US experts call for new US engagement in Libya

"Libya has been a major source of foreign fighters and terrorists in Iraq and Syria since 2003, with total numbers of its jihadists reaching well into the thousands."
Thursday 14/03/2019
In this May, 2017 file photo, members of the Libyan National Army (LNA), also known as the forces loyal to Marshal Khalifa Haftar, clash with jihadists in Benghazi's Al-Hout market area. (AFP)
In this May, 2017 file photo, members of the Libyan National Army (LNA), also known as the forces loyal to Marshal Khalifa Haftar, clash with jihadists in Benghazi's Al-Hout market area. (AFP)

WASHINGTON - Almost seven years after four Americans were killed in Benghazi, Brookings Institution scholars argued for “reinvigorated American engagement” in Libya, including sending a new US ambassador.

“Libya is an issue that we sometimes prefer not to prioritise,” said Michael E. O’Hanlon, senior fellow and director of research at Brookings. Instead, he said, the West tends to worry more about Iraq, Afghanistan, Iran and Yemen.

The recent Brookings report said there are security imperatives that justify new attention on Libya.

“Libya has been a major source of foreign fighters and terrorists in Iraq and Syria since 2003, with total numbers of its jihadists reaching well into the thousands — contributing to the highly unstable state of much of the Levant today,” the report stated.

It noted that, since 2011, “Libya has also been a source of hundreds of thousands of migrants to Europe from or through its territory.”

The report said stability in Libya was a possibility in a country with a homogeneous population and sizeable natural resources.

Authors of the report said Washington should build on the momentum created by a recent meeting between Libyan Prime Minister Fayez al-Sarraj and US Secretary of State Mike Pompeo, which offers an opportunity to make a difference in Libya “involving only limited cost and risk.”

The Brookings report, “Empowered Decentralisation: A City-Based Strategy for Rebuilding Libya,” recommended sending in a US diplomatic team, working with the United Nations, moving towards consensus-building, reducing outside influence and creating a new government moving from cities outward.

“As an essential element of this leadership,” the report stated, “the United States should return Americans and a US Embassy and ambassador to Libya. We propose a new US approach to Libya that centres on the concept of reinvigorated American engagement.”

The report said the United States should “try to deconflict the roles of a half dozen or so external players that have engaged in proxy competition within Libya.”

Karim Mezran, resident senior fellow for the Rafik Hariri Centre for the Middle East at the Atlantic Council, said the group hoped the plan could bring dignity and human rights to the Libyan people, as well as a popular, pluralist, constitutionally based government.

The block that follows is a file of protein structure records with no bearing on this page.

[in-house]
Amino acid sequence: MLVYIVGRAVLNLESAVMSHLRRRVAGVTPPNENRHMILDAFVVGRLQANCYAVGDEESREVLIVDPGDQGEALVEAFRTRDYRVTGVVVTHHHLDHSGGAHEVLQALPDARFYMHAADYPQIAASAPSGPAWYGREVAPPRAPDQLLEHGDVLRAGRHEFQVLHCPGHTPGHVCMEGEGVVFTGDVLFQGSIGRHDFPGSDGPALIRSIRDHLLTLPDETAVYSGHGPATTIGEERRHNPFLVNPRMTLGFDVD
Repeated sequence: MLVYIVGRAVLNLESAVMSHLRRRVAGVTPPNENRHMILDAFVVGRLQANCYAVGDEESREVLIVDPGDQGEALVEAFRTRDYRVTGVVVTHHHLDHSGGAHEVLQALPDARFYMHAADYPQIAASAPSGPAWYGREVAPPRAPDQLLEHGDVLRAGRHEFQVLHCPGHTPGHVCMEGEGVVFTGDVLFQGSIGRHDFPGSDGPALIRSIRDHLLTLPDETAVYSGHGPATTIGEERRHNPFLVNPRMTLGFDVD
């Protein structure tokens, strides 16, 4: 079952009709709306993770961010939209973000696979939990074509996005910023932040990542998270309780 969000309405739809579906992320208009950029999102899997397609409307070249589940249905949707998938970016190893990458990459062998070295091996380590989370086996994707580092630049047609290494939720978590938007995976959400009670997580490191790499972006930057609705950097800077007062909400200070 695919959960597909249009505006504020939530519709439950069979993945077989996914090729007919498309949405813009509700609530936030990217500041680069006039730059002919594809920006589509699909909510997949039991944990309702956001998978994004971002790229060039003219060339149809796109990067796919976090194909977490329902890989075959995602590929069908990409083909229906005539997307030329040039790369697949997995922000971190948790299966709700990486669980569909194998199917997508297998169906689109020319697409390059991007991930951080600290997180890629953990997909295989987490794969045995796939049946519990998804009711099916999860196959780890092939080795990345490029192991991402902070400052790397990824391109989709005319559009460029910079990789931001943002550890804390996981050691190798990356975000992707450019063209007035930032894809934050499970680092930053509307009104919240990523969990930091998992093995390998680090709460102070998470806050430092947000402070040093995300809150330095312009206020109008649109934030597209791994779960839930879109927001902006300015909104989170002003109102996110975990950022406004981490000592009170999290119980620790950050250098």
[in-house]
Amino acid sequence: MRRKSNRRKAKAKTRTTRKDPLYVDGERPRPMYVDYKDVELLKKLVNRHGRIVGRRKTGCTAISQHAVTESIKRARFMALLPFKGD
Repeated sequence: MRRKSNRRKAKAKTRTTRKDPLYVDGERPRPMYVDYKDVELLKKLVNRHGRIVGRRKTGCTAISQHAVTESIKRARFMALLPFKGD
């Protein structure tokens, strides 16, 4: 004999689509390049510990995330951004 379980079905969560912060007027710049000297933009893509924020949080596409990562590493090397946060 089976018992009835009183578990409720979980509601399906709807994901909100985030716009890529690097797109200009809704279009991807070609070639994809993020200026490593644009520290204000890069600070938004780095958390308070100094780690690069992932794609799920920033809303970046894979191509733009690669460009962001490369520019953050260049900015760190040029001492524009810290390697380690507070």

“We really need a superpower… to come and help the United Nations to guide this nation during this very important moment,” Mezran said. “We have to understand their guidance is essential.”

The Brookings report recommended that “much of the emphasis should shift to local actors — elected municipal governments, supportive militias that are willing to abide by higher standards of behaviour and cease criminal misconduct, and civil society groups.”

“Significant economic, political and security activity would then centre on the country’s dozen to 15 major cities. Criteria would be established for how local entities could qualify for their fair-share allotment of oil revenues and international aid,” it said.

The report recommended “an oversight board and a financial mechanism to empower local governments in Libya, while also offering incentives to the militia groups to improve their behaviour.”

Frederic Wehrey, senior fellow at the Middle East programme at the Carnegie Endowment for International Peace, said he recently returned from Libya. While in Tripoli, there was a sense of unease and anticipation, he said. Militias were “out in force” and people faced long lines at banks.

“There’s a sense that things are stuck at the top,” he said, adding that the political system is frozen. Still, he went to an art gallery, which he called “thriving.”

“There is life in this city,” he said. When he talked to people, they said the report validated what they felt.

Federica Saini Fasanotti, non-resident senior fellow for foreign policy at the Centre for 21st Century Security and Intelligence, said the report’s authors found a city-based system was best because it allowed the different groups to have a voice.

O’Hanlon, however, said they don’t want to see a system of city-states. The report said there was interaction between the different cities but said consensus and nation-building would be a “gradual, iterative” process: The militias will not “simply disarm.”

Brookings President John Allen said he had a message for the people of Libya:

“We, in this task force, know your trials continue to be great,” he said, “but also know the American people and American allies have not forgotten you. We want you to know we stand with you.”

Libyan Ambassador to the United States Wafa Bugaighis said there she saw a rationale for a different kind of attention paid to Libya. “We know a cookie-cutter approach will not work in the Middle East and North Africa,” she said.